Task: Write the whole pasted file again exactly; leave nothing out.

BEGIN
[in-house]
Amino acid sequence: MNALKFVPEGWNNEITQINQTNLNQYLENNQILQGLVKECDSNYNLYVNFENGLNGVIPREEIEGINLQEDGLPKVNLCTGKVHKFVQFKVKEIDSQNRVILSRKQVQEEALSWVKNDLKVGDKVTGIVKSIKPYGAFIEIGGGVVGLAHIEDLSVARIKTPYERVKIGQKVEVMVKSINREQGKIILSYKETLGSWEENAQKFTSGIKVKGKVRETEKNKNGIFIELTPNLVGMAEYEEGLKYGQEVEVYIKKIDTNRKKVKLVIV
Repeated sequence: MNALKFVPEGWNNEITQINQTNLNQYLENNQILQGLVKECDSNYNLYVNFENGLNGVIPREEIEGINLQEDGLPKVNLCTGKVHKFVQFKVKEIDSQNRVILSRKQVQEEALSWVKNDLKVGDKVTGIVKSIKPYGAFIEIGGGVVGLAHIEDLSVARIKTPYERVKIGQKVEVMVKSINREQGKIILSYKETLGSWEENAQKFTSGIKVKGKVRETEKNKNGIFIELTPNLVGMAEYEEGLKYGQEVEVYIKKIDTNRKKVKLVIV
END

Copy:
[in-house]
Amino acid sequence: MNALKFVPEGWNNEITQINQTNLNQYLENNQILQGLVKECDSNYNLYVNFENGLNGVIPREEIEGINLQEDGLPKVNLCTGKVHKFVQFKVKEIDSQNRVILSRKQVQEEALSWVKNDLKVGDKVTGIVKSIKPYGAFIEIGGGVVGLAHIEDLSVARIKTPYERVKIGQKVEVMVKSINREQGKIILSYKETLGSWEENAQKFTSGIKVKGKVRETEKNKNGIFIELTPNLVGMAEYEEGLKYGQEVEVYIKKIDTNRKKVKLVIV
Repeated sequence: MNALKFVPEGWNNEITQINQTNLNQYLENNQILQGLVKECDSNYNLYVNFENGLNGVIPREEIEGINLQEDGLPKVNLCTGKVHKFVQFKVKEIDSQNRVILSRKQVQEEALSWVKNDLKVGDKVTGIVKSIKPYGAFIEIGGGVVGLAHIEDLSVARIKTPYERVKIGQKVEVMVKSINREQGKIILSYKETLGSWEENAQKFTSGIKVKGKVRETEKNKNGIFIELTPNLVGMAEYEEGLKYGQEVEVYIKKIDTNRKKVKLVIV